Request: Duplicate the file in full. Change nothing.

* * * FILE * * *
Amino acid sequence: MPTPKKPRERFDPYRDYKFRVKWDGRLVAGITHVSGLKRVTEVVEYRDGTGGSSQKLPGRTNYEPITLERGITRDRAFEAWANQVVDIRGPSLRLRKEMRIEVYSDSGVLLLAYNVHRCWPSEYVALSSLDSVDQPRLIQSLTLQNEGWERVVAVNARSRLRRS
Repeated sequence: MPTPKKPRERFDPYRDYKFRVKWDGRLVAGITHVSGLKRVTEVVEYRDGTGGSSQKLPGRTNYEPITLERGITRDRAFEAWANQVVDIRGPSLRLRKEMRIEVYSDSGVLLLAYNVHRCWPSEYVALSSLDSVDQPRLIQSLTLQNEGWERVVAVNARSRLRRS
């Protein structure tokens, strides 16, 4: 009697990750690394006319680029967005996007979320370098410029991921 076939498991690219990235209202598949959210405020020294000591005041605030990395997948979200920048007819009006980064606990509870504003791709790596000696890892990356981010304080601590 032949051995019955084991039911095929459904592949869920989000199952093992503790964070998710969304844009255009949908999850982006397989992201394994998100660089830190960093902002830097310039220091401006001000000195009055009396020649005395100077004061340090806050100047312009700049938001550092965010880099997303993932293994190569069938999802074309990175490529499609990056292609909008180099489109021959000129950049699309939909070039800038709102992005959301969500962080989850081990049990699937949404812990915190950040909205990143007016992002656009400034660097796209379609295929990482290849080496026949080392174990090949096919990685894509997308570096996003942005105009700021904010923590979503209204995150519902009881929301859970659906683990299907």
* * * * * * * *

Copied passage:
Amino acid sequence: MPTPKKPRERFDPYRDYKFRVKWDGRLVAGITHVSGLKRVTEVVEYRDGTGGSSQKLPGRTNYEPITLERGITRDRAFEAWANQVVDIRGPSLRLRKEMRIEVYSDSGVLLLAYNVHRCWPSEYVALSSLDSVDQPRLIQSLTLQNEGWERVVAVNARSRLRRS
Repeated sequence: MPTPKKPRERFDPYRDYKFRVKWDGRLVAGITHVSGLKRVTEVVEYRDGTGGSSQKLPGRTNYEPITLERGITRDRAFEAWANQVVDIRGPSLRLRKEMRIEVYSDSGVLLLAYNVHRCWPSEYVALSSLDSVDQPRLIQSLTLQNEGWERVVAVNARSRLRRS
């Protein structure tokens, strides 16, 4: 009697990750690394006319680029967005996007979320370098410029991921 076939498991690219990235209202598949959210405020020294000591005041605030990395997948979200920048007819009006980064606990509870504003791709790596000696890892990356981010304080601590 032949051995019955084991039911095929459904592949869920989000199952093992503790964070998710969304844009255009949908999850982006397989992201394994998100660089830190960093902002830097310039220091401006001000000195009055009396020649005395100077004061340090806050100047312009700049938001550092965010880099997303993932293994190569069938999802074309990175490529499609990056292609909008180099489109021959000129950049699309939909070039800038709102992005959301969500962080989850081990049990699937949404812990915190950040909205990143007016992002656009400034660097796209379609295929990482290849080496026949080392174990090949096919990685894509997308570096996003942005105009700021904010923590979503209204995150519902009881929301859970659906683990299907």